Helplessness Blues

Helplessness Blues

by Fleet Foxes


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Helplessness Blues

Engineered and mixed by Phil Ek and co-produced by Phil and the band, the new Fleet Foxes record is called Helplessness Blues. Like very nearly every worthwhile thing, making this album was not easy; it was a difficult second album to make.

Drawing inspiration from folk/rock from about 1965 to 1973, and Van Morrison's Astral Weeks in particular, Helplessness Blues sees Fleet Foxes heighten and extend themselves, adding instrumentation (clarinet, the music box, pedal steel guitar, lap steel guitar, Tibetan singing bowls, vibraphone, etc., along with more traditional band instrumentation), with a focus on clear, direct lyrics, and an emphasis on group vocal harmonies.

We have it on good authority that the album is called Helplessness Blues for at least a couple of reasons. One, it's kind of a funny title. Secondly, one of the prevailing themes of the album is the struggle between who you are and who you want to be or who you want to end up, and how sometimes you are the only thing getting in the way of that. From the Label

Product Details

Release Date: 05/03/2011
Label: Sub Pop
UPC: 0098787088823
catalogNumber: 70888
Rank: 3397

Album Credits

Performance Credits

Fleet Foxes   Primary Artist
Christian Wargo   Bass Guitar,Vocals
Casey Wescott   Piano,Harmonium,Harpsichord,Moog Synthesizer,Mellotron,Pump Organ,Music Box,Marxophone,Harmony,Tremolo,Tibetan Bowls,Crumar
Morgan Henderson   Woodwind,Upright Bass
Robin Pecknold   Acoustic Guitar,Fiddle,Mandolin,Piano,Electric Guitar,Harmonium,Harp,Vocals,Moog Synthesizer,Hammered Dulcimer,Prophet Synthesizer
Skyler Skjelset   Acoustic Guitar,Mandolin,Electric Guitar,Harp
Josh Tillman   Percussion,Drums,Vocals
Alina To   Violin
Bill Patton   Pedal Steel Guitar,Lap Steel Guitar

Technical Credits

Phil Ek   Producer,Engineer
Brian McPherson   Legal Advisor
Trey Many   Booking
James Alderman   Booking
Casey Wescott   Arranger
Fleet Foxes   Arranger,Producer
Robin Pecknold   Composer,Type Design
Sean Pecknold   Collage
Aja Pecknold   Management
Olivia Park-Sargent   Paintings
Hanna Benn   String Arrangements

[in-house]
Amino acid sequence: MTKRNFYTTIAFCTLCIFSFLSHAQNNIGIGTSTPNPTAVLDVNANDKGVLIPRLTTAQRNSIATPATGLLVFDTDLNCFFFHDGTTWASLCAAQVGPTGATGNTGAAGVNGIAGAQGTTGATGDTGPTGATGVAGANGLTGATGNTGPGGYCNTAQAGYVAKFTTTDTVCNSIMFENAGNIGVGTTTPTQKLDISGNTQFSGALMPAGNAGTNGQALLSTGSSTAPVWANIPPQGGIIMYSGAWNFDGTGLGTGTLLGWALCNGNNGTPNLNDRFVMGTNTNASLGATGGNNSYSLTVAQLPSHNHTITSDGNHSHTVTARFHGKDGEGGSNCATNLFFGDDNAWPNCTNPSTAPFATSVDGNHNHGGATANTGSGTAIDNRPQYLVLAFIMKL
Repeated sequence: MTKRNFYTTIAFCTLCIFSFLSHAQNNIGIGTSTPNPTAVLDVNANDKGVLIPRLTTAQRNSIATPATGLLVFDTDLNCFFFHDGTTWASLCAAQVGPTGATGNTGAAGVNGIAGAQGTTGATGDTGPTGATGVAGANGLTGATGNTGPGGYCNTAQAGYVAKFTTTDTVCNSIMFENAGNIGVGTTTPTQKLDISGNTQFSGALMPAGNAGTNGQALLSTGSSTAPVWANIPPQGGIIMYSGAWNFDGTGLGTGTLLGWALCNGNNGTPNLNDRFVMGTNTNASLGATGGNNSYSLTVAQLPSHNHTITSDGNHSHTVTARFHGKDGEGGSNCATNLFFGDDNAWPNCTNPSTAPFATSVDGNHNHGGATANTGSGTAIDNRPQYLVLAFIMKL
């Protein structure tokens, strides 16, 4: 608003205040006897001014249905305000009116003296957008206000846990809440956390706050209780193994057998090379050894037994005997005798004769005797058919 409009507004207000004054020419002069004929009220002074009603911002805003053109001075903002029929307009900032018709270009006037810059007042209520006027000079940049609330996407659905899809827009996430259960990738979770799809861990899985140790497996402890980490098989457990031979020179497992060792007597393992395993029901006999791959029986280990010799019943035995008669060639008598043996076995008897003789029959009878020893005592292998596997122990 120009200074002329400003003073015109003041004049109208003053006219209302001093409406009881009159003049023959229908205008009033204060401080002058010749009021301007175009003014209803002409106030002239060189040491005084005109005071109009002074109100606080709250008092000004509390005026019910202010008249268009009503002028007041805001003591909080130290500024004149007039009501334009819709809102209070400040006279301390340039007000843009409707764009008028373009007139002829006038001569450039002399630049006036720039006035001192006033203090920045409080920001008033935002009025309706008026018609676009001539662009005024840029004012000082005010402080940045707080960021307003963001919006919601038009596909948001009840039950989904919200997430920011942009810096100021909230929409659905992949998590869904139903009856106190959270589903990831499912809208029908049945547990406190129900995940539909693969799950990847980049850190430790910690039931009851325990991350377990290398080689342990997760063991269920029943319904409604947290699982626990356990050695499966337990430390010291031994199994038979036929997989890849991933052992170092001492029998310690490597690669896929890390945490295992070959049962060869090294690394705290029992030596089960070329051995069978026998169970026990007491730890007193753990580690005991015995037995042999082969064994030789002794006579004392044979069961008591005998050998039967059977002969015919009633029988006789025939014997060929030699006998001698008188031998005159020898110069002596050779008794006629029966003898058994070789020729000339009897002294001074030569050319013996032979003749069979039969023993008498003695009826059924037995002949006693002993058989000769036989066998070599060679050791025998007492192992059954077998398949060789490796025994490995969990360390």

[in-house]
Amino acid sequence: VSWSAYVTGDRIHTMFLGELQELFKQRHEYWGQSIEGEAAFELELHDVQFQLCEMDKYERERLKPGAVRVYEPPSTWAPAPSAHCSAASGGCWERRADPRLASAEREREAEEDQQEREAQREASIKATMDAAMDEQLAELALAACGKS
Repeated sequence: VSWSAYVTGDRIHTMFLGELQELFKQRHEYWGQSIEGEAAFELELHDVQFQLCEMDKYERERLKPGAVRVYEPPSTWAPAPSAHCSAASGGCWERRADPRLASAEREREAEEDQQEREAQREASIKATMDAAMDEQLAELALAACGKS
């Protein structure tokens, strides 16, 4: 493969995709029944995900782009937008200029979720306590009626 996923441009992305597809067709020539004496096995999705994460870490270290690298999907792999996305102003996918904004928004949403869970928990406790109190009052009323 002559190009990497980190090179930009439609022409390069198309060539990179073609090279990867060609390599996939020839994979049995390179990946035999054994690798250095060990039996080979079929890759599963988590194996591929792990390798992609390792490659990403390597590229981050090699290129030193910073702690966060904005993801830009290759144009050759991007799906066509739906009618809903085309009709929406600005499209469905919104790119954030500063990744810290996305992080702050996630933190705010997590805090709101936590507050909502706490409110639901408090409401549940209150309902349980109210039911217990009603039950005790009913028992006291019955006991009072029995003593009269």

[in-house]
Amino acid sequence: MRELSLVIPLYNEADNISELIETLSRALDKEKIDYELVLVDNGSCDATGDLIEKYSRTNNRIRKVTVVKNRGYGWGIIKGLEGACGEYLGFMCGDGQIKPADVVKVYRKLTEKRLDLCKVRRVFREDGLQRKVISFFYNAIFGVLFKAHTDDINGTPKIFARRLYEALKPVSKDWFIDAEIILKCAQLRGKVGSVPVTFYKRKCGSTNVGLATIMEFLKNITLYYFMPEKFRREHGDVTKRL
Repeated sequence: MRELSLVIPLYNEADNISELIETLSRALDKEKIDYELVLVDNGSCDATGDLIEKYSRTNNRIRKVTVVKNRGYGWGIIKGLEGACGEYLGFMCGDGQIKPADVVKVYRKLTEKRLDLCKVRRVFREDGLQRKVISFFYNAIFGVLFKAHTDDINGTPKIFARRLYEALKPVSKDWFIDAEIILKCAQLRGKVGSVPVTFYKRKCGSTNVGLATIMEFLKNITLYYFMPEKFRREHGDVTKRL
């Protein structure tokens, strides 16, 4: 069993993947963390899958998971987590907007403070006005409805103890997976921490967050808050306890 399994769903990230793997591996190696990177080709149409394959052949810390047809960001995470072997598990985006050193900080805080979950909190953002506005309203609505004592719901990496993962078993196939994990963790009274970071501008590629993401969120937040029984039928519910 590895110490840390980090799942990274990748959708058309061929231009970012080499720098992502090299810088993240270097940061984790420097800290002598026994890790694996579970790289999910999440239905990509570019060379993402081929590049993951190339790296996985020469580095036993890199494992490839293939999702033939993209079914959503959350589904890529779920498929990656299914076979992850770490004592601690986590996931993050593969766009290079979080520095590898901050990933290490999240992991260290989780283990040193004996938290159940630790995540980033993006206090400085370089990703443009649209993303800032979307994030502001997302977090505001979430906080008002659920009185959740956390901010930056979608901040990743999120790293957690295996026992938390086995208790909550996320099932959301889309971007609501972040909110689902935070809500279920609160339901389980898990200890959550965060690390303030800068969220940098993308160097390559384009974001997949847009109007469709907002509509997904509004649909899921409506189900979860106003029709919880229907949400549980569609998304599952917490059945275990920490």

Chris Alderson   Coloring
Toby Liebowitz   Cover Illustration

Customer Reviews

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Helplessness Blues 5 out of 5 based on 0 ratings. 2 reviews.
poughkeepsiejohn More than 1 year ago
With the 20th anniversary of Nirvana's "Nevermind" coming up soon, it's interesting (to say the least) how the alternative rock scene has progressed over the years. We'll never know what kind of music Kurt Cobain could've created had he lived. What we do is know is that he loved traditional American music, particularly the music of Leadbelly. If he did live, Cobain might have drifted towards making the kind of music that some call Americana, a combination of traditional folk, edgy alt-rock and unadorned country music. In fact, that music might have sounded like Fleet Foxes. Fleet Foxes is a Washington-based folk group which is mostly the brainchild of Robin Pecknold, a talented singer-songwriter-mulit-instrumentalist. "Helplessness Blues" is just the second album made by Fleet Foxes for Sub Pop, Nirvana's label. Much of "Helplessness Blues" was recorded at Reciprocal Recording, where Nirvana recorded their debut album; some of it was also recorded at Dreamland Studios, which is in nearby West Hurley, NY. So, the spirit of Nirvana is felt in this band whose subject matter deals with the fragility and uncertainity of life. Yet, this is not a Joy Division-esque doom and gloom record. Pecknold creates a warm and inviting vibe with this album, which has more than a touch of Crosby, Stills, Nash and Young. Yet, Pecknold was interviewed recently and he said the biggest inspiration behind this album was "Astral Weeks", Van Morrison's 1968 jazz masterpiece that created an ethereal sonic atmosphere that drew the listen in in spite of themselves. "Helplessness Blues" is such an album and like "Astral Weeks", the songs come across more as performances rather than mere songs. While the album's subject matter may turn off some, "Helplessness Blues" is a record that looks toward the future with realistic tendencies, not false hope, which is certainly evident in the title track. Even when it deals with death in "Battery Kinzie" and "The Shrine", it's never done apathetically. This is one of the few alt-rock albums, next to perhaps REM's "Automatic For The People", that sees hope even in the darkest moments. Even the echoey, cavernous sound of the album is a refreshing welcome. I didn't expect to like this record as much as I did. But this is one of the first rock or folk albums to come around in a while to deal with the uncertain limitations of our current social atmosphere. It could've been a real downer. Instead, "Helplessness Blues" is a brilliant, relevatory album all made in the long shadow of the aftermath of grunge while focusing itself on the future, whatever it may be.